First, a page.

On Thu, 2007-06-21 at 21:17 -0400, Brendan wrote: 
> ... The name doesn't help 
> either. Just basing this on countless interactions I've had with models or 
> other photographers sitting here near my workstation, seeing me download my 
> images and go through my workflow of digikam download -> Gqview to delete the 
> bad ones -> Gimp to edit the good ones -> showfoto to apply different color 
> effects (Infra, BW conversion, etc.) 

I have to agree with Brendan on this one.  While I realize that the
name holds a lot of weight and recognition within the open source
community, it is actually real a barrier to gaining acceptance in the
larger CG community.  I've tried to introduce several web designers and
photographers to this eminently useful program, and every single one
of them has been taken aback by the name.  When I go on to explain the
meaning of the acronym the usual response is something along the lines
of "Oh... they really should come up with something better..."

In fact, though I now use the Gimp on nearly a daily basis, I
distinctly remember that when I first heard of and started using it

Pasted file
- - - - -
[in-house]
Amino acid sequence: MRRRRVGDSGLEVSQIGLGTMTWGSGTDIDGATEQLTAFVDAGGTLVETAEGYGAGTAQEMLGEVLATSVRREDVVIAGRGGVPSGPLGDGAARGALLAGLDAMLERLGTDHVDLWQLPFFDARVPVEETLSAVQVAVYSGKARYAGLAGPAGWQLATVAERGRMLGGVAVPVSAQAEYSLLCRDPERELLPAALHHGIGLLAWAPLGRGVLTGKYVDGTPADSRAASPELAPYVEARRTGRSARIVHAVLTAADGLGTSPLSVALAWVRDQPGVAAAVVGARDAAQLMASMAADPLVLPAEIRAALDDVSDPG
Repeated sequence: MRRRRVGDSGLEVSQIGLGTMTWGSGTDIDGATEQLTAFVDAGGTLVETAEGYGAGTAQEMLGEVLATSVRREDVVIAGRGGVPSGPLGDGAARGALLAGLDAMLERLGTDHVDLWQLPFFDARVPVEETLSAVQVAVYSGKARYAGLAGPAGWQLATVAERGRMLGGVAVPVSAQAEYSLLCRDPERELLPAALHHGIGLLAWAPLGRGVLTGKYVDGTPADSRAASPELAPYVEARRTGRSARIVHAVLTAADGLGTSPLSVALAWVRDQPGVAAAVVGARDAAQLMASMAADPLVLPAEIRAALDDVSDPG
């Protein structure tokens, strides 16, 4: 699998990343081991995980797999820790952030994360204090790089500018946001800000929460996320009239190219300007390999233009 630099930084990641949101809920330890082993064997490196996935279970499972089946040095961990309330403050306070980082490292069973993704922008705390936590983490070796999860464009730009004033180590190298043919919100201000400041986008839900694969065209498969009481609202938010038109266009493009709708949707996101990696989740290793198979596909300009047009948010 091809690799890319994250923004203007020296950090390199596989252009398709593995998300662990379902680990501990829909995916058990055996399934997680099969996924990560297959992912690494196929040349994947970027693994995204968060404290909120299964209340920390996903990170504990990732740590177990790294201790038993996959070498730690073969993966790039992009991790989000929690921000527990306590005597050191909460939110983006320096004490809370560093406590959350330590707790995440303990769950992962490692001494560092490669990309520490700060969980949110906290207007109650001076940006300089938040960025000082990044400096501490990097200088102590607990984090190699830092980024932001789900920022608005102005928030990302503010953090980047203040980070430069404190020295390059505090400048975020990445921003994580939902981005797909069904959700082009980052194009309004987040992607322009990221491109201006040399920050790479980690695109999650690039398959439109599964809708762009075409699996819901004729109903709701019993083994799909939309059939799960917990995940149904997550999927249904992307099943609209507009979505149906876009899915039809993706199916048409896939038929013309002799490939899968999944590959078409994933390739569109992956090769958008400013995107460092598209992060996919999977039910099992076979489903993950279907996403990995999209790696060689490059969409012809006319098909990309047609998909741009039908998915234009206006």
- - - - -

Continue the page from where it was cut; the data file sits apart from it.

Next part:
(back before the .com bubble went pop) that the name was at best
unsuitable for marketing purposes in my soon-to-be Internet media
empire.  Had I not been on an pro-Linux / anti-Microsoft warpath at the
time, I may well have shelled out the cash for Photoshop.

I've basically been desensitized to the offensiveness of the word in
the English context, but most non-Gimp users have not.  And as Brendan
points out, clients are *not* impressed by something with an offensive
name.  There's a similar phenomenon in the audio production business
where "everyone" (see: narrow minded producers) knows about ProTools,
and not using it can actually eliminate some customers.

Just to clarify, I don't really care about the name, but many of my
clients have.


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